“We do have some issues around town with our collection system, which consists of gravity sewer and pressure lines involving pumps,” Williams said. “The more pumps you have, the more costs you have and the more opportunities you have for equipment to fail.”
Since 2007, the city has spent $82,245 upgrading pressure systems and pumps, while it has spent $64,000 on gravity sewer systems.
Traffic issues are cropping up on Saltillo’s streets, in some instances beyond the inconvenience factor, such as Euclatubba Road, where accidents have led to deaths.
“I think we need some street improvements, before we lose more lives,” Alderman Mitchell Brazeal said. “We need to improve for both safety and for convenience.”
For May’s regular board meeting, Brazeal sought out renderings for road expansions on Euclatubba Road and Old Highway 45. For six years the city has tried to get outside help for the projects, Brazeal said.
“We have turned to MDOT, the county and the state, but it seems like all of them are strapped for cash,” Brazeal said. “We are to the point where we are going to have to do it ourselves.”
Brazeal said one idea would be to raise city tax millage, which currently stands at 27 mills.
“What I’d like to see put in is a thoroughfare (tax), like Tupelo has, that can only be applied to street improvements,” Brazeal said. “Tupelo has a 32 millage, and I’d like to see us around there.”
Brazeal said costs would depend on what citizens are willing to support, and he’d like to see work done in phases to spread the cost.
Brazeal would like the thoroughfare program to be up for a vote every five years, as Tupelo’s is. Saltillo’s board earlier this year passed a thoroughfare study proposal unanimously.
He said he anticipates something, though it may not be a millage increase, could be brought to a public forum in the coming months.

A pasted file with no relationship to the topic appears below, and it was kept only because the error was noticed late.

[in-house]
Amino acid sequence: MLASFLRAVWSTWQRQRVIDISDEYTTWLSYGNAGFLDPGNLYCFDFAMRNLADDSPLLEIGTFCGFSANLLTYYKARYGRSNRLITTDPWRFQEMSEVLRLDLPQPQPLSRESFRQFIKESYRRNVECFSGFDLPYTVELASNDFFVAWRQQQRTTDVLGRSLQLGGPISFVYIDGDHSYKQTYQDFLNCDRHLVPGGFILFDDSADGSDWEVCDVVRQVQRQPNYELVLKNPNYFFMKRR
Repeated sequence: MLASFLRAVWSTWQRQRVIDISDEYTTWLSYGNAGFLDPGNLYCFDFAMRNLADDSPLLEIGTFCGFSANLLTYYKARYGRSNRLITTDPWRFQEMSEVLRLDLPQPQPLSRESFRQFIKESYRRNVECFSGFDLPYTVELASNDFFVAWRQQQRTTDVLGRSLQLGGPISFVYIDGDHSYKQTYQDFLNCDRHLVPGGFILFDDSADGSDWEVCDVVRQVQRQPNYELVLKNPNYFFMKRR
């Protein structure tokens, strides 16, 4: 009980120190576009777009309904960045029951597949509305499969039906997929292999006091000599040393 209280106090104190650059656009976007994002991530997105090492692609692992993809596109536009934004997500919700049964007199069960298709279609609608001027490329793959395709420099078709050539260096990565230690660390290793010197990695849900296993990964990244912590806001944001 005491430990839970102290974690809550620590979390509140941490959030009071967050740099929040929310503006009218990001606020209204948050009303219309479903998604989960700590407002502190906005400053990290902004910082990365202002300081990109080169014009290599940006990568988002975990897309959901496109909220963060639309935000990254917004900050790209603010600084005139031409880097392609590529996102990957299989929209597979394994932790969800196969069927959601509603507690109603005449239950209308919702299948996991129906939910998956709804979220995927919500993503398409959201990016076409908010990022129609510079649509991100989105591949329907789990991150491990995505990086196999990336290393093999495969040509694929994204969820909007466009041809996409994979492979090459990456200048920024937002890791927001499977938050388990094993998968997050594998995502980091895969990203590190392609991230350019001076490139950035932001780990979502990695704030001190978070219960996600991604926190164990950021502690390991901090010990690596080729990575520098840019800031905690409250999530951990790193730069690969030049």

“You have to have transportation,” Brazeal said. “If people can’t get to and from their homes to their place of work or businesses in an easy manner, they will find somewhere else to live.”
According to the Mississippi Emergency Management Agency, most of Mississippi is in a flood zone.
Feist said since 2007, flooding in Saltillo homes has not been a problem, but before then it was.
“Back in 2004, six to eight homes in the Willow Creek area flooded,” Feist said. “In 2005, when Katrina hit, a few houses flooded.”
Before that, Feist said flooding would crop up on occasion, and if it rained two to three inches, while it wouldn’t get in a home, it was very noticeable.
Williams said some of the drainage problems could be placed on the town being lax on building codes, but since he has been in office in 2005, it has been one of his goals to assure that water is taken into account when a developer builds.
“We want to make sure that down the road, folks don’t have some of the draining problems we have seen in the past,” Williams said. “We look very hard on water issues on any development that is submitted to us.”
Feist also attributes some of the success to maintenance and expansion of the town’s ditches.
“Over the last four years, we have cleared out four and a half miles of ditches,” Feist said. “There are also eight different creeks that we have identified that have a stranglehold on the system, and we also have to keep those maintained and cleaned out to keep the water flowing.”
Feist said crews go out twice a year to maintain the ditches.
Contact Cain Madden at (662) 678-1582 or firstname.lastname@example.org.